4

This is a great vehicle dynamics question that essentially has two parts to it: Is the motor able to hit top speed, 120 mph? Is the torque enough to accelerate it to top speed within 5 seconds? The motor in question Power : 1000 W (~ 1.36 hp) Speed : 3200 RPM Torque : 1.91 Nm Something interesting to note here is the apparent discrepancy between ...


4

There are not calculations. The car has a list of PIDs that the tool checks. The readiness monitors are a set of tests that the car runs including but not limited to EVAP, EGR, CATALIST, O2, FUEL, COMPREHENSIVE. When the codes in a car are cleared all the PID values for the monitors are cleared. As the car completes and passes the necessary tests it will ...


4

Theoretically yes, practically it's not that easy. Line pressure is just one of the components that contribute to the torque capacity of the transmission. First, it's not the speed of the application of a clutch but the holding strength once the clutch is applied that contributes to strength. In this respect higher line pressure will give higher torque ...


4

Almost never? Mainly because they're really a 'hot air intake system'. This is especially true for cars using forced injection due to the high under-hood temperatures. If you want to reduce intake restriction look into a less restrictive 'panel' filter like a K&N. Even then, it really only matters if your car is intake (vs exhaust) limited and your ECU ...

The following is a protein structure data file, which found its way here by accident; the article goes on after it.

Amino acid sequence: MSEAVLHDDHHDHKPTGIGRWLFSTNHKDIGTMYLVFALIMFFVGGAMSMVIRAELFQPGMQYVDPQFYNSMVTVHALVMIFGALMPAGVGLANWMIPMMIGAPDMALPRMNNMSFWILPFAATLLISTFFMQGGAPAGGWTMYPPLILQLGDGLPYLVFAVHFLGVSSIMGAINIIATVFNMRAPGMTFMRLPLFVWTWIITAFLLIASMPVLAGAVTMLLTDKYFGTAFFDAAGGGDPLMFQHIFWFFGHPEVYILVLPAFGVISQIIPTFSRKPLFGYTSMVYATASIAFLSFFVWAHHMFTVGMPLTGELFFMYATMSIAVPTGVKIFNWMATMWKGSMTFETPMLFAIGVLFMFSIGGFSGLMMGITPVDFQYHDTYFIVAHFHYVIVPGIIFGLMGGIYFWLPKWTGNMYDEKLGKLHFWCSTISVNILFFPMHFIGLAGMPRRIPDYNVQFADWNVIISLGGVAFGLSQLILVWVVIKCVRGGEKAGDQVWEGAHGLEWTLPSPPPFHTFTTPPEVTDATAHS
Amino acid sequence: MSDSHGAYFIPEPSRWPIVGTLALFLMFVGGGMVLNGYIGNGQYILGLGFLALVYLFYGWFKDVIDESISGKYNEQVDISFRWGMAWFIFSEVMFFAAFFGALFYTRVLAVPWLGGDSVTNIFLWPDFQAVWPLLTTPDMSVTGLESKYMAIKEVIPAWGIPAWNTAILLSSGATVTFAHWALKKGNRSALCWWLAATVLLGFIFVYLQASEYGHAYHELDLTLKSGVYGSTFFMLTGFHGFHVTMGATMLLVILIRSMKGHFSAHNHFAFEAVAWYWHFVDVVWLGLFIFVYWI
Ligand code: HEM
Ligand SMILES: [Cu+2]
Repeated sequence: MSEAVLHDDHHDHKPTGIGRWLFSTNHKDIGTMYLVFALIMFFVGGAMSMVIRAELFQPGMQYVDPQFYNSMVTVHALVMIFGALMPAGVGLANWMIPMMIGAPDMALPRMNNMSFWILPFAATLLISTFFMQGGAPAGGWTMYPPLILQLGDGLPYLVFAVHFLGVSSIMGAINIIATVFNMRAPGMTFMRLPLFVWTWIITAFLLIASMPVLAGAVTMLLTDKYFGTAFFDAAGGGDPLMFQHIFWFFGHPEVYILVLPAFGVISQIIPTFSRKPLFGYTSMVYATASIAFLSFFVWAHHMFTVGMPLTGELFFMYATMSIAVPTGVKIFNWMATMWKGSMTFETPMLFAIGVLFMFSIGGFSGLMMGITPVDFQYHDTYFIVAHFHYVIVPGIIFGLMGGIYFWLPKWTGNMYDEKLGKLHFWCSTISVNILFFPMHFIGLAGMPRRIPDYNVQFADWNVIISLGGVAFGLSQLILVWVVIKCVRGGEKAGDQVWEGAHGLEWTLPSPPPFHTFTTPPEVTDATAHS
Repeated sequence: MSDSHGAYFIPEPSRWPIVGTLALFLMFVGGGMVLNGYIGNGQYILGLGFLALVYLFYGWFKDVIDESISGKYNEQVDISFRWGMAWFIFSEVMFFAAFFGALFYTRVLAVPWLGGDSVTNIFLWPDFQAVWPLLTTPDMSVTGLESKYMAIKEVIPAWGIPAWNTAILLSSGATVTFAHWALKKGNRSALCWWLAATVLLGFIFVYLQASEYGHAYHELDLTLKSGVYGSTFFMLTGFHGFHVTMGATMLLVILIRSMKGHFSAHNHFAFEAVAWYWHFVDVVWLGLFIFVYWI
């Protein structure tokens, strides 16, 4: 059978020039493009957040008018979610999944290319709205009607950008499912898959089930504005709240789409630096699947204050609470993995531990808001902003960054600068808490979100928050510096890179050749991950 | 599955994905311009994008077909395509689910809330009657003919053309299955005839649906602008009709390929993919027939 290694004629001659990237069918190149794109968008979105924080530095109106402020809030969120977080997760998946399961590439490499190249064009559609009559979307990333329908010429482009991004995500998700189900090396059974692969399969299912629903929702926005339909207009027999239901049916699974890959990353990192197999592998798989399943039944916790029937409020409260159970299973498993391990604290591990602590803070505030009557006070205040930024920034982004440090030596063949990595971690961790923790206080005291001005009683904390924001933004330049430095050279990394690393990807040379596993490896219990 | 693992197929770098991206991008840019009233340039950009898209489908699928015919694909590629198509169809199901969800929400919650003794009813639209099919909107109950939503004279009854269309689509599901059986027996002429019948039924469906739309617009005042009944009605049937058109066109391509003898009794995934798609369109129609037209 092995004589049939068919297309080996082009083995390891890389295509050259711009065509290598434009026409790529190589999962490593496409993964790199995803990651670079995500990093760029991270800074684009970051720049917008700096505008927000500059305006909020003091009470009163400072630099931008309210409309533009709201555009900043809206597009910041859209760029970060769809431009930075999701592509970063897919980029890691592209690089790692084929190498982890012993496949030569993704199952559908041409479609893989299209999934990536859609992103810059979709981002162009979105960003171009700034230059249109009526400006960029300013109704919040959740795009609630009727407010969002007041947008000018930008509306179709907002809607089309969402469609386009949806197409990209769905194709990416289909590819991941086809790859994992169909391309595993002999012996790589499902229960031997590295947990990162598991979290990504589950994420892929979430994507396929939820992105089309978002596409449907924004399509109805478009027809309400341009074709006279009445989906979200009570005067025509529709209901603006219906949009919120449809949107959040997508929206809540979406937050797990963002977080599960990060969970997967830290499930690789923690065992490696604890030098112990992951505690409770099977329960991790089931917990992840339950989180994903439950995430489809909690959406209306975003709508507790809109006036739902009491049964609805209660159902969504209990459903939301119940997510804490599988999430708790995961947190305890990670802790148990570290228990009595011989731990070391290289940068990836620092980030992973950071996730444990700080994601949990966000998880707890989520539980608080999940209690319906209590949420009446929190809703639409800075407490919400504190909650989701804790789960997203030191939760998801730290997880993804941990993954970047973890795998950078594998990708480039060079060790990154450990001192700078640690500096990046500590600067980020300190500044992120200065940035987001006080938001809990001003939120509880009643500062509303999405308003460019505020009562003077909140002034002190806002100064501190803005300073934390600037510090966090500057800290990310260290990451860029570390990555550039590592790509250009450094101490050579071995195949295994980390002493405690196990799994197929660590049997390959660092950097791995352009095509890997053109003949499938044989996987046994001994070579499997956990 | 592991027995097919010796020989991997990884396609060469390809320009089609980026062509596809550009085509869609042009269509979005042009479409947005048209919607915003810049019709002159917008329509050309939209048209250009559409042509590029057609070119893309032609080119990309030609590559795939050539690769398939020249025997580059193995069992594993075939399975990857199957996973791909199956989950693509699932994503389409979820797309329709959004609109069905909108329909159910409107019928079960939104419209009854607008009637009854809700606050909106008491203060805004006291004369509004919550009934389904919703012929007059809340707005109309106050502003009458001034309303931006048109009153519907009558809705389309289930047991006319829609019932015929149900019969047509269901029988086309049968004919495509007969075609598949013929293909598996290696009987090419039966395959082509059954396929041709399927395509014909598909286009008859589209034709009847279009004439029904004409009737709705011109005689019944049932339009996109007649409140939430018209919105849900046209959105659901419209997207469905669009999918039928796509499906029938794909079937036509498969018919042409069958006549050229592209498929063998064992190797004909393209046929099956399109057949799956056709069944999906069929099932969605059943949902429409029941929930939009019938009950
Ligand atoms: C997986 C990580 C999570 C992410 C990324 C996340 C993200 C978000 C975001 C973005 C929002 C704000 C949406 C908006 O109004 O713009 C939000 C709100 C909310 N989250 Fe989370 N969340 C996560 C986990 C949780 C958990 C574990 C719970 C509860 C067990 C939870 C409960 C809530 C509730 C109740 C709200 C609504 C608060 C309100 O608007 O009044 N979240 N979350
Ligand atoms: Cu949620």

3

The working cycle of an 4 stroke internal combustion engine is like: (1) Inlet of the fresh air (2) Compression (3) Working Cycle - expansion (4) Exhaust Cooler intake air is especially beneficial for part (1). Since cooler air has a higher density, it means that the gas velocities at the inlet are lower. Therefore lower pressure losses at the cylinder. ...


3

I'm taking my information from two sources, this Digital Trends article and the good old Engineering Explained video. Digital Trends explains it as: How this differs from a standard differential is that, where as a basic mechanical diff spins the outer wheel faster than the inner wheel (it has longer to travel), the TVD in the RC F employs electronic ...